On Dec. 21, 2009, ground controllers had the first post-failure window of opportunity to communicate with the spacecraft, during its flight in daylight. There was a hope that exposure to the Sun would re-charge the satellite's batteries. However, the communication attempt during the short pass of the satellite within the range of ground control failed. On Dec. 29, the head of Roskosmos, Anatoly Perminov told Russian media that Koronas-Foton had just established contact with ground control. Officials were expecting a gradual revival of the satellite during the first ten days of January 2010, as its batteries were being re-charged. However two days after Perminov's announcement, web site, quoting a TESIS project representative, reported that no communications between the spacecraft and ground control had taken place since the loss of contact on Dec. 11, 2009.

At the beginning of March 2010, Sergei Bogachev, a project participant at Lebedev Physics Institute, told RIA Novosti that the fate of the Koronas-Foton project would be resolved in April. During that month the satellite would be in the sunlit phase of its orbit for almost three weeks, giving a chance to the solar panels to re-charge a depleted power-supply system. In case, the spacecraft does not return to life by the end of this period, it would have to be considered a loss, Bogachev said.

Koronas-Foton replacement

At the time of a premature shutdown of the Koronas-Foton spacecraft in December 2009, the Russian space program did not have another orbital solar telescope in the pipeline. The Intergelio-Zond spacecraft, which would study solar physics after its promised launch in 2018, was officially in development and proposals for the Koronas-Stereo satellite had been rumored. Nevertheless in mid-February 2010, a poster on the Novosti Kosmonavtiki web forum said that Space Council of the Russian Academy of Sciences was considering a possibility of building a follow-on Koronos-4-Monitor satellite, with a projected launch date in 2015.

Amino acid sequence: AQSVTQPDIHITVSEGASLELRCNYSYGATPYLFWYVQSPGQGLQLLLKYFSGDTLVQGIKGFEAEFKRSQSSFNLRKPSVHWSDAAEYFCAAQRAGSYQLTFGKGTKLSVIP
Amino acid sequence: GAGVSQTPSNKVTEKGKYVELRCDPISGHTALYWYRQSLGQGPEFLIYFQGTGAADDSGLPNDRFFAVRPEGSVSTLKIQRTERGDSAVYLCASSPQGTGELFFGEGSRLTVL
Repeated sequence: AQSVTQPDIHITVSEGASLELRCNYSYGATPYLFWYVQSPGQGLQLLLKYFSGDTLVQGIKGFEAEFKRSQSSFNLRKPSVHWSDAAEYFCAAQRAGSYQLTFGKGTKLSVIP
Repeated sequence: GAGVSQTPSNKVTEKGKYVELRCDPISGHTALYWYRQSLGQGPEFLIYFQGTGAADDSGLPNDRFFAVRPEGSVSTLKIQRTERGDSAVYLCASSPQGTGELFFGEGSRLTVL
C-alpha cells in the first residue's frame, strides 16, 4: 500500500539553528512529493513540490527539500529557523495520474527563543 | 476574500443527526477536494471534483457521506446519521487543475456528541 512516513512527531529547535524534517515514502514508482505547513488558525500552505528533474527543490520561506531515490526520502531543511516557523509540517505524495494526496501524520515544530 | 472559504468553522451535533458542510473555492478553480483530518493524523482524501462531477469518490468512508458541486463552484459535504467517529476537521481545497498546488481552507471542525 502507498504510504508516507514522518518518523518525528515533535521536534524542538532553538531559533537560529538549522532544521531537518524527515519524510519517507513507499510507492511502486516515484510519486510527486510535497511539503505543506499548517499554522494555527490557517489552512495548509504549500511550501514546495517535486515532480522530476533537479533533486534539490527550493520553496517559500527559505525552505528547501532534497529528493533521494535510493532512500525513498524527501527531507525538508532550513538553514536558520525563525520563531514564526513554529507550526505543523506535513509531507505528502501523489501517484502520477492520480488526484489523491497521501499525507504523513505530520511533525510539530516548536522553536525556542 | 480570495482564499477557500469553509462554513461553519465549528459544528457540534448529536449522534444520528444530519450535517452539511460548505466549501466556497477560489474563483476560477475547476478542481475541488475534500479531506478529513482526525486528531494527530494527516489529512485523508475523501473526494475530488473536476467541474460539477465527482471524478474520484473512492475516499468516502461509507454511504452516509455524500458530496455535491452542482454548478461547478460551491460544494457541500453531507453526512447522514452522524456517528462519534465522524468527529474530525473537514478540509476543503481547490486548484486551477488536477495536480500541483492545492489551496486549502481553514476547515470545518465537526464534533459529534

On Feb. 22, 2010, Yuri Kotov, the director of the Astrophysics Institute at the National Nuclear Research University echoed that report by saying that a replacement for Koronas-Foton was under consideration. According to Kotov, his organization worked on a proposal to develop a new-generation spacecraft with more advanced instruments than those on the failed satellite and to extend the satellite's life span to 10-11 years. The future spacecraft could also sport orbit-correction engines. Kotov's suggestion to insert the new telescope into a near-equatorial 600-kilometer orbit raised some eyebrows, as this type of spacecraft would traditionally fly in the near-polar Sun-synchronous orbit. He justified this choice by an effort to minimize the influence of radiation on the performance of scientific instruments. Kotov indicated that Moscow-based VNIIEM, which developed the failed Koronas-Foton spacecraft, would not be guaranteed a new contract, while TsSKB Progress of Samara, PO Polyot of Omsk and ISS Reshetnev of Zheleznogorsk could all bid for the primary developer role in the project. According to one posting on the Novosti Kosmonavtiki forum in March 2010, Khimki-based NPO Lavochkin invited ISS Reshetnev to form an industrial team for the development of a follow-on to Koronas-Foton. Just few weeks before, a group of veterans of ISS Reshetnev was appointed to top positions at NPO Lavochkin.